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Author Topic: Riverside Rock
Old Timer
Posts: 17
Post Riverside Rock
on: October 1, 2013, 00:22

The Back Room was at 2021 E. Riverside – I remember Dan and Dave were regulars on Dead Day Thursdays.

The Back Room was on what was considered the wrong side of town, even back then. When the throng of sweating masses exited the club at 2 a.m., the club offered a security escort to unescorted women so that they could walk to their car at night's end without problems.

But, even with it's perception of being in the wrong place, it was the place to listen to great music for an inexpensive cover. It was always filled with great people and great music for those into variety, as you could find just about anything from metal to religious music on any given night.

Owner Ronnie Roark had a model that was considered different at the time, but it worked. He would consistently pay top dollar for the acts, charge less for the cover, and make up the difference at the bar and on the pool tables. It worked as long as people wanted to hear the acts, drink and play pool. But, to do that, it had to have great acts to pull the people into the club, even with the lower ticket price.

The Back Room had a 30+ year run as Austin's Rock Club. It was not the best venue in town, but it managed to book the acts that pulled the people in. Roark, ace in the hole was to hire Jim Ramsey as his booking agent in 1986 and for seven years, Ramsey and his crew filled the club with both local and touring acts - Dangerous Toys, Pariah, Zero Tolerance, Pearl Jam, Stone Temple Pilots, Steve Earle, Jane's Addiction, Dragon's Lair, Golden Tee, Alice in Chains, Extreme, Spoon, Dig/Seed, Unloco, Ritalin/Riddlin' Kids, Junkyard, Johnny Law and Lance Keltner.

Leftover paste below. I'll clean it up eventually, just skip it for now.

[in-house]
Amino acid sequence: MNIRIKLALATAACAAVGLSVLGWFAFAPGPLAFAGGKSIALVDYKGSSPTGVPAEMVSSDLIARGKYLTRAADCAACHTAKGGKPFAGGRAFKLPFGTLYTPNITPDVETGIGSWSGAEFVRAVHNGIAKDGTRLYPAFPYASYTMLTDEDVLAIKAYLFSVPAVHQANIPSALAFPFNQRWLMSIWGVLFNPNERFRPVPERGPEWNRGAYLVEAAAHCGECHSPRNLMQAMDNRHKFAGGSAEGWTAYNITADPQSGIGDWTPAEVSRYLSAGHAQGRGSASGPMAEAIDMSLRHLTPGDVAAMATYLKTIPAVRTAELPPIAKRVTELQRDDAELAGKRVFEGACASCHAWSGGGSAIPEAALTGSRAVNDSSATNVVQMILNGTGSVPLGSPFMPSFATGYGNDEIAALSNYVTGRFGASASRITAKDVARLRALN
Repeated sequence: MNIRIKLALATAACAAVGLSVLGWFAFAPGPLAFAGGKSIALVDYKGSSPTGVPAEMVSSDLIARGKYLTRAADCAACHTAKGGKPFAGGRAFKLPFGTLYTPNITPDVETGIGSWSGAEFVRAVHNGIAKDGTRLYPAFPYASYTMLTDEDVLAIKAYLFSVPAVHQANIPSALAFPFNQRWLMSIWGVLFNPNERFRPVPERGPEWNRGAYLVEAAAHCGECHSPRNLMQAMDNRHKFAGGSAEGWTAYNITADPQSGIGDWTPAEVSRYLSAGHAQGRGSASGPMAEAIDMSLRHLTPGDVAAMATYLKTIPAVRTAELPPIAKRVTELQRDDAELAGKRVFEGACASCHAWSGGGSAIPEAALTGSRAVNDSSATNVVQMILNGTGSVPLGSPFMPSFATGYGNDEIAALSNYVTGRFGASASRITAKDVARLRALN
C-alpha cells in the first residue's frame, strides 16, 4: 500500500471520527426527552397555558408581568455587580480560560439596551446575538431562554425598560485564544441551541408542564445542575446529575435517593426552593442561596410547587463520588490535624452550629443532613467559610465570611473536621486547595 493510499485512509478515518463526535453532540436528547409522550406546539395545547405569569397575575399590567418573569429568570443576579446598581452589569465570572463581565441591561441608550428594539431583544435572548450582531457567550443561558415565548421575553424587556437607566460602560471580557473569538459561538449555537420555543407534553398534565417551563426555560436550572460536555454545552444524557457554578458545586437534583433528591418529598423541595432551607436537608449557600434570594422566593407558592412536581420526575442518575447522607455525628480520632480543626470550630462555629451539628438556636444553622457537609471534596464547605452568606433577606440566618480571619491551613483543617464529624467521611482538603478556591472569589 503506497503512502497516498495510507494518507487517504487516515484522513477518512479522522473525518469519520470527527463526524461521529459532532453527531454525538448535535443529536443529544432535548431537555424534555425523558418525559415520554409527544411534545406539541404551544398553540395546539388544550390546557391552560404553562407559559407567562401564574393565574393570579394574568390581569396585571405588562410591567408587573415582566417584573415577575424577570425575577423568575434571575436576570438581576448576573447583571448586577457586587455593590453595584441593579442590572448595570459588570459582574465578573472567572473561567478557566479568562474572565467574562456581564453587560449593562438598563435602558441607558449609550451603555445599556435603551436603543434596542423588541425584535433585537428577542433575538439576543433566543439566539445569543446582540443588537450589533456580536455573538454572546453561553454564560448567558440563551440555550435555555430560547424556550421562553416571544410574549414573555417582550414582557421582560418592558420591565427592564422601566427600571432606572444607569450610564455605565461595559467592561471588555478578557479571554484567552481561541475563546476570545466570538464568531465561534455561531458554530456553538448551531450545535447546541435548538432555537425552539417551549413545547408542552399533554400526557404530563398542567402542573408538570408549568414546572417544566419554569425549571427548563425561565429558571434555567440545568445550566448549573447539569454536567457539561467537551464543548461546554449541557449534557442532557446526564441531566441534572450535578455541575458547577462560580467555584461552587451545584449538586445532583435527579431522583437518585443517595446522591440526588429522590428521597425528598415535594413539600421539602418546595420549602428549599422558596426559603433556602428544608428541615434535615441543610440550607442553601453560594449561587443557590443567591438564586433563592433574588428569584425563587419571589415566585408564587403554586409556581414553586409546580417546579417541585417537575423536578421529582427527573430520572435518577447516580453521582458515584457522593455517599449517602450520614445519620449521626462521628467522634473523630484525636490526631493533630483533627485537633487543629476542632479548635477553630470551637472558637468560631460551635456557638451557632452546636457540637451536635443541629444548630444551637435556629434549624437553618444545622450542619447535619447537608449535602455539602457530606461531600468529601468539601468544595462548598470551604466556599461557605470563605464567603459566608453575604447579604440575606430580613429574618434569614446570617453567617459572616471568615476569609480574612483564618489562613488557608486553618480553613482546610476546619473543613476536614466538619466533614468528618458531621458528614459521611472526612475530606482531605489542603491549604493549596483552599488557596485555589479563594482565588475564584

Ramsey had already created a name for himself, booking U2 into Club Foot when he owned it. He was almost single-handedly responsible for South Park Meadows, and brought the Police to Austin in 1983. His office was high above what had been the sacred ground that the Armadillo had sat on, at One Texas Center, and his cohorts included Tim O'Connor, French Smith, Marc Proct, Brad Meyer and Steve Hauser who became a vice-president at William Morris Nashville. This group made Austin the Live Music Capitol of Austin, just as much, if not more than the brave club owners and the throngs of musicians who climbed onto the stage for little more than beer money over the years.

When Ramsey ceased booking the acts, the job was taken over by a series of Back Room employees including Mark Olivarez who was the bar manager, Mike Boudreaux who had been head of security, Phil Nitch who ran sound.

A side note: It was at the Back Room that I met this strange kid from Cabot, Vermont that opened one night for one of the larger acts. Years later, while I was living in the small town of Real de Catorce, Mexico, I was having dinner at Restaurante Abundancia, when this guy walks in and started playing. I thought, I know him, and I did. It was Ethan Azarian, the musician and artist from Austin that I had seen all those years ago at the Back Room. Check him out at online.

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